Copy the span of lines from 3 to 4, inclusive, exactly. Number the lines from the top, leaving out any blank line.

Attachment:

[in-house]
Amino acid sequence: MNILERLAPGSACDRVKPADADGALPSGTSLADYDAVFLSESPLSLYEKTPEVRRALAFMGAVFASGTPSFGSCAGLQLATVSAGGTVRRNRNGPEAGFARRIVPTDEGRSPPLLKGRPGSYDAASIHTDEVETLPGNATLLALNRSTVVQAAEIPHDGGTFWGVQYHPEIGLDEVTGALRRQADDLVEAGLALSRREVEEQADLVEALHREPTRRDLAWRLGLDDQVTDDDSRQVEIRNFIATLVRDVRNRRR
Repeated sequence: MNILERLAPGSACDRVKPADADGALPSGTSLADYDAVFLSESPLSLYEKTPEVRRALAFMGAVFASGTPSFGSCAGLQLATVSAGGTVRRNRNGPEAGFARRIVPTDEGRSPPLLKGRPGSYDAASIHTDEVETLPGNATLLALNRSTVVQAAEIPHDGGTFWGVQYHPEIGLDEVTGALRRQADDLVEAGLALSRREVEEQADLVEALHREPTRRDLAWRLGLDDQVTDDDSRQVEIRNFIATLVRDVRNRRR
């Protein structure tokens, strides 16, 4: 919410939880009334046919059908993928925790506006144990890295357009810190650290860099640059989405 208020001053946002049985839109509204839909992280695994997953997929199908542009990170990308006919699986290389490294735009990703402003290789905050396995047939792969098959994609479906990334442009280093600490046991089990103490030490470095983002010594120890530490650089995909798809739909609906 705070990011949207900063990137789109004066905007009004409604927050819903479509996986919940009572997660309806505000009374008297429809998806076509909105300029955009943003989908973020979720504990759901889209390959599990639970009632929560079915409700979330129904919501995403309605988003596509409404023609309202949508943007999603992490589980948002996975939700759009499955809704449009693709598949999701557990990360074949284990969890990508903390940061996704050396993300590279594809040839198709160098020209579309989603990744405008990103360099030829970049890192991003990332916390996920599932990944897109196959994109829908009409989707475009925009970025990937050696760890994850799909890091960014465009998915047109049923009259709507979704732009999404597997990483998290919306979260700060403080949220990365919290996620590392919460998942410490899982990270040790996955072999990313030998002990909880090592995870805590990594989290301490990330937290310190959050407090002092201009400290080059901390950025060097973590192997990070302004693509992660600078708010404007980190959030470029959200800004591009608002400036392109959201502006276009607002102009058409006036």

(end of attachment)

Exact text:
Repeated sequence: MNILERLAPGSACDRVKPADADGALPSGTSLADYDAVFLSESPLSLYEKTPEVRRALAFMGAVFASGTPSFGSCAGLQLATVSAGGTVRRNRNGPEAGFARRIVPTDEGRSPPLLKGRPGSYDAASIHTDEVETLPGNATLLALNRSTVVQAAEIPHDGGTFWGVQYHPEIGLDEVTGALRRQADDLVEAGLALSRREVEEQADLVEALHREPTRRDLAWRLGLDDQVTDDDSRQVEIRNFIATLVRDVRNRRR
């Protein structure tokens, strides 16, 4: 919410939880009334046919059908993928925790506006144990890295357009810190650290860099640059989405 208020001053946002049985839109509204839909992280695994997953997929199908542009990170990308006919699986290389490294735009990703402003290789905050396995047939792969098959994609479906990334442009280093600490046991089990103490030490470095983002010594120890530490650089995909798809739909609906 705070990011949207900063990137789109004066905007009004409604927050819903479509996986919940009572997660309806505000009374008297429809998806076509909105300029955009943003989908973020979720504990759901889209390959599990639970009632929560079915409700979330129904919501995403309605988003596509409404023609309202949508943007999603992490589980948002996975939700759009499955809704449009693709598949999701557990990360074949284990969890990508903390940061996704050396993300590279594809040839198709160098020209579309989603990744405008990103360099030829970049890192991003990332916390996920599932990944897109196959994109829908009409989707475009925009970025990937050696760890994850799909890091960014465009998915047109049923009259709507979704732009999404597997990483998290919306979260700060403080949220990365919290996620590392919460998942410490899982990270040790996955072999990313030998002990909880090592995870805590990594989290301490990330937290310190959050407090002092201009400290080059901390950025060097973590192997990070302004693509992660600078708010404007980190959030470029959200800004591009608002400036392109959201502006276009607002102009058409006036």